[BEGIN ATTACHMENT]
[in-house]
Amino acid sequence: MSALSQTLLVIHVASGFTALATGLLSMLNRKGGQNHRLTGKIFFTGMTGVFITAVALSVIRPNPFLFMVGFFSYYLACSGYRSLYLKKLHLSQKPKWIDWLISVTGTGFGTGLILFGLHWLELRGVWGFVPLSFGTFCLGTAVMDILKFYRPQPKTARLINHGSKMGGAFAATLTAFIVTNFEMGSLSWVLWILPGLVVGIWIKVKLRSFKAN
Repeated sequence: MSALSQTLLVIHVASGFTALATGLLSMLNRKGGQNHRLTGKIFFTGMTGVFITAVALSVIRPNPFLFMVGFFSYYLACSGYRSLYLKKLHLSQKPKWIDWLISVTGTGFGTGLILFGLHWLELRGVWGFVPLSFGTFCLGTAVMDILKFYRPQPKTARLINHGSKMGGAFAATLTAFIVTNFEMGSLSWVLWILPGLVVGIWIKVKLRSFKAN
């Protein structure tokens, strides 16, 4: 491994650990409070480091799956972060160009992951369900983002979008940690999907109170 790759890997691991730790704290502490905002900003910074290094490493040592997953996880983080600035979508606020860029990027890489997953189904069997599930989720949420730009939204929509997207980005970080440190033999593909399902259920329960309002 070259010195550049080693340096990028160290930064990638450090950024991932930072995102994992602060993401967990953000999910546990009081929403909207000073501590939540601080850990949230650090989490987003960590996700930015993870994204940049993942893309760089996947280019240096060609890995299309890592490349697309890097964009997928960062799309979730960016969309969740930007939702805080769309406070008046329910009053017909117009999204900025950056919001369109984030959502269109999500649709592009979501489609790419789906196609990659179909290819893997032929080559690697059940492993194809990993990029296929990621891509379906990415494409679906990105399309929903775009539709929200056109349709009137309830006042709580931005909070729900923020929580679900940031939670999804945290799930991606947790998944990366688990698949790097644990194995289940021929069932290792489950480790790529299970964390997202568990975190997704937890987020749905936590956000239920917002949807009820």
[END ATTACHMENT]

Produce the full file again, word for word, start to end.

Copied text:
[in-house]
Amino acid sequence: MSALSQTLLVIHVASGFTALATGLLSMLNRKGGQNHRLTGKIFFTGMTGVFITAVALSVIRPNPFLFMVGFFSYYLACSGYRSLYLKKLHLSQKPKWIDWLISVTGTGFGTGLILFGLHWLELRGVWGFVPLSFGTFCLGTAVMDILKFYRPQPKTARLINHGSKMGGAFAATLTAFIVTNFEMGSLSWVLWILPGLVVGIWIKVKLRSFKAN
Repeated sequence: MSALSQTLLVIHVASGFTALATGLLSMLNRKGGQNHRLTGKIFFTGMTGVFITAVALSVIRPNPFLFMVGFFSYYLACSGYRSLYLKKLHLSQKPKWIDWLISVTGTGFGTGLILFGLHWLELRGVWGFVPLSFGTFCLGTAVMDILKFYRPQPKTARLINHGSKMGGAFAATLTAFIVTNFEMGSLSWVLWILPGLVVGIWIKVKLRSFKAN
């Protein structure tokens, strides 16, 4: 491994650990409070480091799956972060160009992951369900983002979008940690999907109170 790759890997691991730790704290502490905002900003910074290094490493040592997953996880983080600035979508606020860029990027890489997953189904069997599930989720949420730009939204929509997207980005970080440190033999593909399902259920329960309002 070259010195550049080693340096990028160290930064990638450090950024991932930072995102994992602060993401967990953000999910546990009081929403909207000073501590939540601080850990949230650090989490987003960590996700930015993870994204940049993942893309760089996947280019240096060609890995299309890592490349697309890097964009997928960062799309979730960016969309969740930007939702805080769309406070008046329910009053017909117009999204900025950056919001369109984030959502269109999500649709592009979501489609790419789906196609990659179909290819893997032929080559690697059940492993194809990993990029296929990621891509379906990415494409679906990105399309929903775009539709929200056109349709009137309830006042709580931005909070729900923020929580679900940031939670999804945290799930991606947790998944990366688990698949790097644990194995289940021929069932290792489950480790790529299970964390997202568990975190997704937890987020749905936590956000239920917002949807009820």